## Tuesday, July 20, 2021

### Spatial Equilibrium

Just a quick experiment with a small price-endogenous spatial equilibrium model.

In this problem, we consider commodities (goods) produced and consumed in different regions. We can trade between regions.

This price-endogenous spatial model will find both equilibrium prices, supplies, demand quantities, and trade patterns. Our model will have a connection with the transportation model. The difference is that we formulate the model as a system of complementarity constraints (no objective), with the duals explicitly in the model as variables. Or, in other words, we solve the KKT conditions.

I use a small data set from , and see if we can reproduce things.

#### Demand and supply functions

In the simplest form, we assume we have estimated linear supply and demand curves as follows: \begin{align}&\color{darkred}{Q}^{\color{darkred}d}_{c,r} = \color{darkblue}a_{c,r} + \color{darkblue}b_{c,r}\color{darkred}{P}_{c,r}\\ &\color{darkred}{Q}^{\color{darkred}s}_{c,r} = \color{darkblue}\alpha_{c,r} + \color{darkblue}\beta_{c,r}\color{darkred}{P}_{c,r}\end{align} The means, the demand and supply quantities depend on the price, The indices $$c,r$$ indicate the commodity and region.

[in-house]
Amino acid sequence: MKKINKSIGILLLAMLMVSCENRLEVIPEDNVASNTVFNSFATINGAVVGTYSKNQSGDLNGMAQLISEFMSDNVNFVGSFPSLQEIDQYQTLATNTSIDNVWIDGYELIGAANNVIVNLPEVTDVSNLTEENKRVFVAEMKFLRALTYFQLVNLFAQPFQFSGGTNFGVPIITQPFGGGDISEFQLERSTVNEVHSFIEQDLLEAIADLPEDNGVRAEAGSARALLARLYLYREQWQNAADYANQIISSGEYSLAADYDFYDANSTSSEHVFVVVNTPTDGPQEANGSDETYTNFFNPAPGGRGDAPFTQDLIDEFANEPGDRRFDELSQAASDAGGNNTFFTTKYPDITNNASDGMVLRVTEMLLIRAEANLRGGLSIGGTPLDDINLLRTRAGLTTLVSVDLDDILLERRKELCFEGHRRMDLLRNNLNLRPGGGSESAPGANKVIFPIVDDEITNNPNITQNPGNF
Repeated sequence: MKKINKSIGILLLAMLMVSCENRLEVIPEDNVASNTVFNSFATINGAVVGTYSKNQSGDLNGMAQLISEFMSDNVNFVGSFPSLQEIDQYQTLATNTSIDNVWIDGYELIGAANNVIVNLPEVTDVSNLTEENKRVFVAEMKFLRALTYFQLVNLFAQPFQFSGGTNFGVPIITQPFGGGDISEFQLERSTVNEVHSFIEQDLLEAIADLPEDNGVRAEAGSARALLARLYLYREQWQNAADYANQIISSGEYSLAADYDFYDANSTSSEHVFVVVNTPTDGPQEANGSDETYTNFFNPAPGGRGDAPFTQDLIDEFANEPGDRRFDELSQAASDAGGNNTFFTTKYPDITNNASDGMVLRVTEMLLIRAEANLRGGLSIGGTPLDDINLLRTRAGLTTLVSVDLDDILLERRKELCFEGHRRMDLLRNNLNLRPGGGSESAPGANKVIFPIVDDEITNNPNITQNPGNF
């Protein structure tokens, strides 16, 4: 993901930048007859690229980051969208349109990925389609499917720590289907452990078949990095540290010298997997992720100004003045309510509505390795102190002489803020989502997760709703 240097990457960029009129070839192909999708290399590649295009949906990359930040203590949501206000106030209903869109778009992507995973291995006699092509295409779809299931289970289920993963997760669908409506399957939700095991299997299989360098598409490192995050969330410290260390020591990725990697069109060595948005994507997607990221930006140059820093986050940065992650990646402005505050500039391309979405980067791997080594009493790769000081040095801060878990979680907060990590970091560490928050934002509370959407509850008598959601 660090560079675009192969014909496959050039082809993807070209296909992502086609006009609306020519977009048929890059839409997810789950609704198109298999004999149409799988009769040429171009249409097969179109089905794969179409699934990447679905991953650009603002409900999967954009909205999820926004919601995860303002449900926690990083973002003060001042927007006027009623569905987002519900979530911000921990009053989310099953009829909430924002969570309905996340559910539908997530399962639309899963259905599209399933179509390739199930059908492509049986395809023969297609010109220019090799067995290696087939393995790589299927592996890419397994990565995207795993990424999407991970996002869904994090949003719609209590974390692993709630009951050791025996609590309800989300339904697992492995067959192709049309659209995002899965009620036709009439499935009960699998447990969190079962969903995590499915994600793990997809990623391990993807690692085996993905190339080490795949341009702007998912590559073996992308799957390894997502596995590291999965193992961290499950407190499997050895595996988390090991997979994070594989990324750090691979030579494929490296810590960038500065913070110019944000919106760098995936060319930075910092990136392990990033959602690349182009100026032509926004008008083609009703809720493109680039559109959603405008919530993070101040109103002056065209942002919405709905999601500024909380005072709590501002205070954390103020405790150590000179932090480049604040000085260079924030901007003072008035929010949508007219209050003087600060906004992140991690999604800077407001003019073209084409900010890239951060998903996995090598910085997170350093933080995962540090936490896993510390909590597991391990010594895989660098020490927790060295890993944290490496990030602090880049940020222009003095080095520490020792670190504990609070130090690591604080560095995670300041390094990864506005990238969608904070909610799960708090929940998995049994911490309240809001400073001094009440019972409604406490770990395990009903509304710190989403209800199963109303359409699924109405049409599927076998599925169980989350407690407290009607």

Notes:

• Demand/supply functions are typically of the form $$\color{darkred}Q=f(\color{darkred}P)$$. Some models use the inverse demand and supply functions: $$\color{darkred}P=f^{-1}(\color{darkred}Q)$$. Of course, when solved as a system of equations, this does not make a difference: we can use either form.
• We can assume the demand function is downward sloping (higher prices mean less demand) and the supply function is upward sloping (higher prices mean more supply). Normal goods all follow this. There are only very rare cases where this is not the case. Examples of goods with upward-sloping demand curves are Giffen and Veblen goods .
• The demand and supply functions can be a little bit more complicated by also considering the prices of other goods. E.g. the supply of beef may depend on the price of beef but also on the price of feed grains. For the latter, we would expect that if feed prices increase, the supply of beef decreases. We can write in general:\begin{align}&\color{darkred}{Q}^{\color{darkred}d}_{c,r} = \color{darkblue}a_{c,r} + \sum_{c'}\color{darkblue}b_{c,r,c'}\color{darkred}{P}_{c',r}\\ &\color{darkred}{Q}^{\color{darkred}s}_{c,r} = \color{darkblue}\alpha_{c,r} + \sum_{c'}\color{darkblue}\beta_{c,r,c'}\color{darkred}{P}_{c',r}\end{align} This is the form  is using.
• A possible way to find values for the coefficients of these functions is to use an econometric analysis (regression). When we don't have enough data for that, another approach can be used called calibration.

#### Transportation cost

When shipping goods from region $$r$$ to $$r'$$, we assume there are transportation costs. A simple form is just to use constant unit shipping costs $$\color{darkblue}{tc}_{c,r,r'}$$. There are some interesting cases to consider :